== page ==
Hell’s Kitchen

I’m taking care of a friend’s cat this weekend who lives in Hell’s Kitchen. I haven’t been up there in years and I was a little nervous about what it might look like. The last time I was there it was on its way to total gentrification, and it was one of the last places that looked like the New York of my youth and I couldn’t bear it.

Turns out my neighborhood is a thousand times worse, and the total gentrification didn’t happen up here. It’s kind of a nice mix of old and new. And my favorite restaurant Ralph’s is still there!

ralphs

And lots of places that are not Starbucks.

pigtoes198

A close-up so you can see they are selling pig toes, for the love of God, among other things.

pigtoes2

Stacy Horn

I've written six non-fiction books, the most recent is Damnation Island: Poor, Sick, Mad, and Criminal in 19th-Century New York.

View all posts by Stacy Horn →

3 thoughts on “Hell’s Kitchen

  1. Wow, Stacy, I’m impressed.

    You would be hard pressed to find that variety of game meat in small Texas towns where people regularly hunt and fish.

    I know what you mean about the gentrification. Here it happens in our more rural communities. You’ll have a nice, quiet town with lots of bucolic charm, and suddenly it get discovered. Within a couple of years every fast food venue in the nation has moved in, driven the local merchants out of business, and are rapidly turning the place into another suburban community.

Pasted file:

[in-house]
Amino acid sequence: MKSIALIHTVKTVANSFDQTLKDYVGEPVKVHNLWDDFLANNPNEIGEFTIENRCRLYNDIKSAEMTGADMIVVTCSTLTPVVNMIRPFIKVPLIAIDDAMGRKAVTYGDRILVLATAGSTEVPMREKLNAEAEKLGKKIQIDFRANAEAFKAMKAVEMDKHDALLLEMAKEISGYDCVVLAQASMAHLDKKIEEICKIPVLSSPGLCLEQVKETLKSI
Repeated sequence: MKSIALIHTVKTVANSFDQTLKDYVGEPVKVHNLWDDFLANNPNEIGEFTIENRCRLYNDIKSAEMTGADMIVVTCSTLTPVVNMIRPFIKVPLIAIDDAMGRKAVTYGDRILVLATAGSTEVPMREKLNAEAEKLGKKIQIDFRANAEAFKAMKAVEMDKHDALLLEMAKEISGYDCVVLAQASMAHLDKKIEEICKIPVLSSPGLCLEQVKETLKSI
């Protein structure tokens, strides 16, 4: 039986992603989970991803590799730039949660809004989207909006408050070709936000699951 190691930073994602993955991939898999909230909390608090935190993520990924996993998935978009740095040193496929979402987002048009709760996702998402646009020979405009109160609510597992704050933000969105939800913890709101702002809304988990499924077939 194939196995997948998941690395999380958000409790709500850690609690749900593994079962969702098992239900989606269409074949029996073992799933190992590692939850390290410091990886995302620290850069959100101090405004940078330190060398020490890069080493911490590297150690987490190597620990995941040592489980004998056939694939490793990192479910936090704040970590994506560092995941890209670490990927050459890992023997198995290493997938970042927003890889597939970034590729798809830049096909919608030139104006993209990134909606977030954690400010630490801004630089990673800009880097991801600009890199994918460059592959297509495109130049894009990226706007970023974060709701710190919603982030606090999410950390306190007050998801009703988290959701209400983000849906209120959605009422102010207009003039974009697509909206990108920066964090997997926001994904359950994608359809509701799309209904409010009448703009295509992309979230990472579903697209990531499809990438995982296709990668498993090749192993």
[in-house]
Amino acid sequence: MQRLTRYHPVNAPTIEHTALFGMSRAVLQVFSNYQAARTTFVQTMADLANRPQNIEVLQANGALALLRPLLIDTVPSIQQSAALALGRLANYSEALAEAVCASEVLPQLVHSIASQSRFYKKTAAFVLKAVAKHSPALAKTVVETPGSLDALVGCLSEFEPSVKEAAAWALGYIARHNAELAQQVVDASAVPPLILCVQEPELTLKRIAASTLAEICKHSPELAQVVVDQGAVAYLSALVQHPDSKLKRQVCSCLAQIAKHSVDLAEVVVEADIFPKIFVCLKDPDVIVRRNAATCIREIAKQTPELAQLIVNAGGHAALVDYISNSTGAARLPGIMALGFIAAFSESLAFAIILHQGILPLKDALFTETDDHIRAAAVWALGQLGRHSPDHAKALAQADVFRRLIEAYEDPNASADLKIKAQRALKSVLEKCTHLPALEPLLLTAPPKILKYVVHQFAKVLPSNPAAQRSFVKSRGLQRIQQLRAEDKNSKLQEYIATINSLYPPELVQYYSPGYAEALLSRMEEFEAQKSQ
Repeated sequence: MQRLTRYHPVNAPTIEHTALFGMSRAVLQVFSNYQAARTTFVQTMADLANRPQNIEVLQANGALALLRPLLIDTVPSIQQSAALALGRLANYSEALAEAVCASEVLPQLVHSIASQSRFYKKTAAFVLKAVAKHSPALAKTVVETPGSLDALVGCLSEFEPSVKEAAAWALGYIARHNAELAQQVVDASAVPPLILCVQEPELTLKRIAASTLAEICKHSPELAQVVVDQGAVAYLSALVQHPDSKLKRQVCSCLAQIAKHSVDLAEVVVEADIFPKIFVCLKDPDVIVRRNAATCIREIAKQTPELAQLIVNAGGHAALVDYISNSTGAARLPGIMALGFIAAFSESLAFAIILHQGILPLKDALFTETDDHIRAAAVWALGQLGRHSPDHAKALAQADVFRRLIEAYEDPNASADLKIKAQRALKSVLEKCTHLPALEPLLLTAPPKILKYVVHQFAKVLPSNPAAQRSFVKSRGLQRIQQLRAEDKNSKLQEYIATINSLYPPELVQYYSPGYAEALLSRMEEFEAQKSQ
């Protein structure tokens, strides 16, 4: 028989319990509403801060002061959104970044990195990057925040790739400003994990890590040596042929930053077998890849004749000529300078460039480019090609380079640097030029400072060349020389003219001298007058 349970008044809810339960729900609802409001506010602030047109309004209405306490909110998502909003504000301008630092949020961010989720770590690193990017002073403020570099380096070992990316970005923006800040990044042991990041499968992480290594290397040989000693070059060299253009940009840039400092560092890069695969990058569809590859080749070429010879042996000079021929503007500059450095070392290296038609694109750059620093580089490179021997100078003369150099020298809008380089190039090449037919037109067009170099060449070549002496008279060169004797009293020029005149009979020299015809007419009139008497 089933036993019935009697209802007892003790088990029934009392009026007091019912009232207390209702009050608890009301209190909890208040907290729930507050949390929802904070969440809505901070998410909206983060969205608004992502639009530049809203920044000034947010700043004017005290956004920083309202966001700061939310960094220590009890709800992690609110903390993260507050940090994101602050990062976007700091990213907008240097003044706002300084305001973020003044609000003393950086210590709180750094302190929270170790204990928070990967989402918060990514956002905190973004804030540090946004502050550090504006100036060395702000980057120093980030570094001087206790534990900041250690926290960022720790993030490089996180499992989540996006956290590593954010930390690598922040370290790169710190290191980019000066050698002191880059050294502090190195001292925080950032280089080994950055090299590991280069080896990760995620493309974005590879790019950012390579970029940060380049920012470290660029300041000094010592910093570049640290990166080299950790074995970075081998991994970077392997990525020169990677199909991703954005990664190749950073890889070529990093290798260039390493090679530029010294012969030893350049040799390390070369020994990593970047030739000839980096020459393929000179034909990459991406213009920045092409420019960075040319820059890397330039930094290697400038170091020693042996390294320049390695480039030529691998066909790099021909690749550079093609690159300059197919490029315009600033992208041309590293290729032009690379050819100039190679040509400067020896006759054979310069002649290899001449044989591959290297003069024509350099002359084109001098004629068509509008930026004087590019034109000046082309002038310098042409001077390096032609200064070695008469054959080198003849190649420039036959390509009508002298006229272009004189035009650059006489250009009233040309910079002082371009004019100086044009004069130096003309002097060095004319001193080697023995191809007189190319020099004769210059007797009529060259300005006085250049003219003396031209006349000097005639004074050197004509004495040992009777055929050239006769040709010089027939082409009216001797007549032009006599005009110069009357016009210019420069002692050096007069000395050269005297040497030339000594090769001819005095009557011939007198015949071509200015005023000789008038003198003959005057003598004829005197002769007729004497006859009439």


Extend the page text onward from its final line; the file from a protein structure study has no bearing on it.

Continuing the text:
One day people are walking around in boots and majoring in agriculture and animal husbandry in college, and the next day it’s Gucci loafers and people talking about their stock portfolios.

    There really should be laws against this kind of deconstruction.

    (The neighborhood in your picture looks like a set in the Sopranos.)

  2. The great thing about Hell’s Kitchen is the diversity, which used to be so much of Manhattan. It’s very Italian, Irish, Afghani, etc. Like New York used to be.

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